US 4547795 A
An integrated circuit semiconductor chip or the like is packaged on a leadless chip carrier. The chip carrier comprises a substrate with an integral coplanar extension frangibly connected to one or more sides. Each such extension has a metallized conductive area forming a shorting bar, interconnecting at least some of the metallized conductive traces formed on the substrate. The extensions with the shorting bars remain attached to the substrate while the chip is being installed to prevent damage to the chip from electrostatic discharges. After chip installation is completed, the extensions are separated from the substrate, thereby removing the interconnections between the traces. In a preferred embodiment, a scoring line along the peripheral edge of the substrate provides the frangible connection to the extension, and the extension is provided with holes along the scoring line to allow side metallization of the substrate.
1. A packaged semiconductor device, of the type having an semiconductor chip installed on a ceramic substrate, said substrate having a main body portion bounded by a plurality of peripheral edges, and a plurality of conductive paths on a major surface of said main body portion, each of said paths extending from the proximity of said chip to an end located at one of said peripheral edges, wherein the improvement comprises:
a substrate extension portion formed as an integral part of said substrate and having a surface substantially coplanar with said major surface, said extension portion extending from and frangibly joined to said substrate main body portion along an adjacent one of said peripheral edges to which at least two of said conductive paths extend; and
conductive means on said surface of said extension portion and interconnecting the ends of at least two of said conductive paths located at said adjacent peripheral edge, said conductive means being substantially coplanar with said interconnected ends of said conductive paths;
whereby said conductive means is separable from said interconnected paths when the underlying substrate extension portion is frangibly separated from said substrate main body portion along said adjacent peripheral edge.
2. The packaged semiconductor device of claim 1, wherein said conductive means on said surface of said extension portion joins all of the ends of said conductive paths located adjacent said peripheral edge between said extension portion and said substrate main body portion.
3. The packaged semiconductor device of claim 1, further comprising:
means for facilitating the separation of said extension portion from said substrate main body portion along said adjacent peripheral edge.
4. The packaged semiconductor device of claim 3, wherein said separation facilitating means comprises a score line along said adjacent peripheral edge.
5. The packaged semiconductor device of claim 3, wherein at least some of said conductive paths extend onto a surface of a peripheral edge to form a side metallization thereon, and wherein said extension portion is connected to said side metallized edge and includes a plurality of holes along said side-metallized edge in registry with said side metallization.
This application is related to my co-pending application, entitled "Leadless Chip Carrier with Flush Side Metallizations", Ser. No. 478,582; filed Mar. 24, 1983; and commonly assigned herewith.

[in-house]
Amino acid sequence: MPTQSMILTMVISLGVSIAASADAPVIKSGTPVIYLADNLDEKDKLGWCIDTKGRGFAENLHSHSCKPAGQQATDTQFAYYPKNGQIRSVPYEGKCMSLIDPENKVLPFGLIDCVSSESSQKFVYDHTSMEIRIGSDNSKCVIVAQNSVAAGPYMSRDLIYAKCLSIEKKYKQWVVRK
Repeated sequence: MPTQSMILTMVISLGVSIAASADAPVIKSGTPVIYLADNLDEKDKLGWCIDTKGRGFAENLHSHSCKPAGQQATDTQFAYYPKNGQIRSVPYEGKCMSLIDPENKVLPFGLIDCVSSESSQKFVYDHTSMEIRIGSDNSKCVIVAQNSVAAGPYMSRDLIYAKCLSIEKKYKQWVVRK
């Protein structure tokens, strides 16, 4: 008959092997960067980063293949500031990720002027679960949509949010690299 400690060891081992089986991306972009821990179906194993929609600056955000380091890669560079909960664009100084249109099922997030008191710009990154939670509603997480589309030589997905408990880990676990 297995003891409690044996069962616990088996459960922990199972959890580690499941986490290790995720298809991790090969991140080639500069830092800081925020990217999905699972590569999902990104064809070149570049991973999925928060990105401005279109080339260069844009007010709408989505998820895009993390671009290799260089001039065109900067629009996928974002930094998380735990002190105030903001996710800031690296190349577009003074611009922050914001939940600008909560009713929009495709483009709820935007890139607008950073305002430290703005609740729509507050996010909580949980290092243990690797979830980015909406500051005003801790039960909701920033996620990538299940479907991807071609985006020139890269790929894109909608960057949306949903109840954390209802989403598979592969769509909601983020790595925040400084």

This invention relates to the field of ceramic chip carriers for semiconductor chips, and particularly to such carriers of the so-called "leadless" variety.
It has become common practice in the microelectronics art to package a silicon chip integrated circuit ("chip") in a recess formed in a surface of a ceramic substrate. A plurality of electrical leads are formed onto the substrate surface, as by masking or screen printing, to provide conductive paths between the terminals of the integrated circuit and external contacts. One type of ceramic substrate with its metallized conductive leads terminating at the four sides of the substrate is commonly referred to as a "chip carrier".
One specific chip carrier design which is becoming increasingly popular is the so-called "leadless" carrier, an example of which is disclosed in U.S. Pat. No. 4,288,841 to Gogal. This type of carrier lacks discrete external leads for providing electrical paths from the metallized internal leads or "traces" on the substrate surface. Rather, these metallized traces are continued along the side edges of the substrate to provide side metallizations which are contacted by contact members in a socket. As shown in the aforementioned Gogal patent, these side metallizations are provided in vertical grooves or "castellations" formed in the peripheral edges of the substrate.
The use of leadless chip carriers has been limited, however, by a lack of any inherent means for the prevention of damage to the chip from static electricity during installation of the chip in the carrier, a phenomenon known as "zapping". Leaded carriers avoid this problem by use of lead frames in which the lead members are interconnected by a frame member called a "tie bar" or "shorting bar", which provides a shunt for static discharge induced currents. The shorting bar is then removed when installation and burn-in of the chip are completed. See, for example, U.S. Pat. No. 3,999,285 to Lewis et al.; U.S. Pat. No. 4,141,712 to Rogers; and U.S. Pat. No. 4,362,902 to Grabbe. Leadless carriers, however, lack a lead frame structure with which conventional shorting bars can be used, and no suitable substitute has been available.
Thus, it would be advantageous to provide some means, in a leadless chip carrier package, for reducing or eliminating the hazard of "zapping" the chip. It would also be advantageous to provide such protection in a manner which is easily adaptable to the mass production techniques employed in fabricating such devices.